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A Resident's Perspective On Life In D.C. General

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The D.C. General building is located on the grounds of RFK Stadium in Southeast D.C.
WAMU/Martin Austermuhle
The D.C. General building is located on the grounds of RFK Stadium in Southeast D.C.

It’s an overcast Friday afternoon and Sherell McGee is getting ready to go on her weekly shopping trip to Target in Columbia Heights. Normally, McGee would catch the 96 bus from the D.C. Armory to 14th Street in Northwest. Then she would transfer to the 52 up to Columbia Heights.

But today, she caught a ride along with her friend, Brea Archie.

“I’m coming just to pick up a few things for the kids to eat. I come to Target because it’s cheaper than a regular grocery store,” McGee said.

This is McGee’s second trip of the day to Northwest. Earlier, she loaded two of her four children onto the 96 bus to take them to daycare.

The calculus of transportation is part of McGee’s reality these days. Since moving to D.C. General last New Year’s Eve, McGee’s life has been spent figuring out how to get from here to there as cheaply as possible.

McGee is 27 with short black hair and a relaxed manner. She’s a graduate of D.C.’s Dunbar High School and the mother of four children. The two youngest — a rambunctious 3-year-old named Amari, and Jamirah, his 4-year-old sister — live with McGee at the shelter. The two oldest — a 14-year-old and a 7-year-old — stay with relatives elsewhere.

Giving her kids the stability she lacked growing up is McGee’s sole focus. “If you have it set in your mind that you’re going do it, you’ll be prepared for it and you’ll get up and go do it,” she said.

McGee says at D.C. General, it’s easy to get sidelined by drama created by other shelter residents.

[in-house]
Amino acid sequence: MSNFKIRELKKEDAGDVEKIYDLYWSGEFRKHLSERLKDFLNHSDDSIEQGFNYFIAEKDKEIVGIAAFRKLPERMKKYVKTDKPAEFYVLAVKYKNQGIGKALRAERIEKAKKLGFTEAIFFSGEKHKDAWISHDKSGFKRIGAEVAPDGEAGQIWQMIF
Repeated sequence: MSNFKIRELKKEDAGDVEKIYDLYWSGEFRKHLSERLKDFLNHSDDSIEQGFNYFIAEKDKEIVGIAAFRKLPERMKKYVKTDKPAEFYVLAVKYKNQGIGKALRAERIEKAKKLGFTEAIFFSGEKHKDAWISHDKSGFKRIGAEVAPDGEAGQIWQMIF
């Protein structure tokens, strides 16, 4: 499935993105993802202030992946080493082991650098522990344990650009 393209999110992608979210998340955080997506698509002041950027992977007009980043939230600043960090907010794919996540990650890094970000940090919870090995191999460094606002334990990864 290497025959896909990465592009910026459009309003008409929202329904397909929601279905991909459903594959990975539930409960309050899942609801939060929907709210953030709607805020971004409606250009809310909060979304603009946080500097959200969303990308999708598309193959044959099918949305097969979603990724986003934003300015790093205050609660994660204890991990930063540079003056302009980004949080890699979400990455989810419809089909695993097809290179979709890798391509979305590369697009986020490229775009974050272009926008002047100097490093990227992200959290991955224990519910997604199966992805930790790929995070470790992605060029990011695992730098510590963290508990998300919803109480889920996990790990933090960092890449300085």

“They’re miserable. And you know, miserable loves company. They just sit in there and don’t do nothing with themselves. It’s so sad,” McGee said.

McGee suspects the cause of some of the residents’ behavior is that they’ve simply been at the shelter too long. She tries to avoid run-ins with people by staying in her room when she’s at D.C. General.

McGee’s room at the shelter is generous. She pushed the mattresses together to make one big bed and she and the kids snuggle there at night. But shutting yourself in a room is no way to live. So McGee is trying to be proactive. She wants to be the kind of mom who takes charge of her life.

That’s why she’s been “handling her business” since she came to the shelter.

“Handling my business is going out, getting myself up in the morning,” she said. “Like I will sit there and say, Sherell, you need to go up and get your ID, you Social Security card, get up and go, sit down at these buildings and handle your business so you can be out the building, so you can have your stuff so you can get as job ,so you can be better and take care of your kids better.”

McGee is unemployed and landing a job has been impossible, she says, because she doesn’t have a valid ID. Her purse was stolen a year and a half ago and it’s been a clerical nightmare to get a new driver’s license and Social Security card. She’s close now, though. Her replacement Social Security card came last week.

McGee says she’s hoping to land a job at a new discount store coming to the Hechinger Mall in Northeast D.C. But what she really wants to do is cook.

“When I was younger, I wanted to be a lawyer. I went from a lawyer to a police officer, from a police officer I said I wanted to be a cook. And I’m still sticking with a cook,” she said. “I want to go to culinary arts school, but I don’t have the time. I’m the only one taking care of the babies. So I wouldn’t have the time to.”

There’s the rub. As a mom who lives in a homeless shelter with two kids, it’s tough for McGee to make headway on her dreams. Her days are spent filling out reams of paperwork, shopping for food, taking parenting classes, keeping her kids out of trouble and trying to extricate herself from D.C. General. And a lot of time is spent in transit.

When McGee finally arrives at Target, she’s focused. She and her friend Brea Archie take a quick look at the bathing suits before heading to the grocery section.

The shelter doesn’t have facilities where residents can cook. And McGee’s kids won’t eat the prepared food there because it’s gross, she says. So she buys them food they will eat — cold cereal, microwaveable mac and cheese, strawberry applesauce and their favorite, Oodles of Noodles.

If all goes well, McGee and her kids will be set up in their own apartment soon, likely in one of the city’s transitional housing units. McGee would like her new home to be closer to a store like Target. But she’d just be happy in a place she can call her own.

Music: "Pantheons" by Black Clouds from Everything Is Not Going To Be Okay

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